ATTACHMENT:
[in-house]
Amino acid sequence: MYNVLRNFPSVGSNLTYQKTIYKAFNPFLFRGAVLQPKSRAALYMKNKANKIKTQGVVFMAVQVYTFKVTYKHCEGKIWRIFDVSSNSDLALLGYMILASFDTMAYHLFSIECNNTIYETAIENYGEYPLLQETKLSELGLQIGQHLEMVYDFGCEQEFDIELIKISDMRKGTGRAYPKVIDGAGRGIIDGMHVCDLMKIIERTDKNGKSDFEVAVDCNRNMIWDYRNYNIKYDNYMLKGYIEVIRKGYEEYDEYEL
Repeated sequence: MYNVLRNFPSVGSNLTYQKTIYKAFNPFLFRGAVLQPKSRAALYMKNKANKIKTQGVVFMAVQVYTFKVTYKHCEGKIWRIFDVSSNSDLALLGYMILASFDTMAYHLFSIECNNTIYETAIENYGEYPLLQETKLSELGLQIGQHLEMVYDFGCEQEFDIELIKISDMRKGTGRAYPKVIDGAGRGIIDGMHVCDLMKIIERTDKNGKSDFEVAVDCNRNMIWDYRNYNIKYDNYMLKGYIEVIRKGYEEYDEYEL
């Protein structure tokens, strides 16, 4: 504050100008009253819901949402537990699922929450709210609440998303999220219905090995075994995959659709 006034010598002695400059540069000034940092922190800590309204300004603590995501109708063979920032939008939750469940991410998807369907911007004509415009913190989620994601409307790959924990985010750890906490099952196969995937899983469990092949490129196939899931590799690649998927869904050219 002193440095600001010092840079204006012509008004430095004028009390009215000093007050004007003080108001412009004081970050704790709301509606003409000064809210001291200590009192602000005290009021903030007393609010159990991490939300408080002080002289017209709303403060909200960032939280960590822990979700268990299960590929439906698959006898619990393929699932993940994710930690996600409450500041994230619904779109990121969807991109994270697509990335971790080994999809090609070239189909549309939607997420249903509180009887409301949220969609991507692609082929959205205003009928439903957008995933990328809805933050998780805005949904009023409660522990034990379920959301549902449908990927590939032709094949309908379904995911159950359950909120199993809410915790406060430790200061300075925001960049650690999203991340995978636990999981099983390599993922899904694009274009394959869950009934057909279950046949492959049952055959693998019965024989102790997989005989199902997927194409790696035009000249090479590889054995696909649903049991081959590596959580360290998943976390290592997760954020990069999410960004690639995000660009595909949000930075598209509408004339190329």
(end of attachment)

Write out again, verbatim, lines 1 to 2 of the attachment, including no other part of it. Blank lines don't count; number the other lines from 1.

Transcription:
[in-house]
Amino acid sequence: MYNVLRNFPSVGSNLTYQKTIYKAFNPFLFRGAVLQPKSRAALYMKNKANKIKTQGVVFMAVQVYTFKVTYKHCEGKIWRIFDVSSNSDLALLGYMILASFDTMAYHLFSIECNNTIYETAIENYGEYPLLQETKLSELGLQIGQHLEMVYDFGCEQEFDIELIKISDMRKGTGRAYPKVIDGAGRGIIDGMHVCDLMKIIERTDKNGKSDFEVAVDCNRNMIWDYRNYNIKYDNYMLKGYIEVIRKGYEEYDEYEL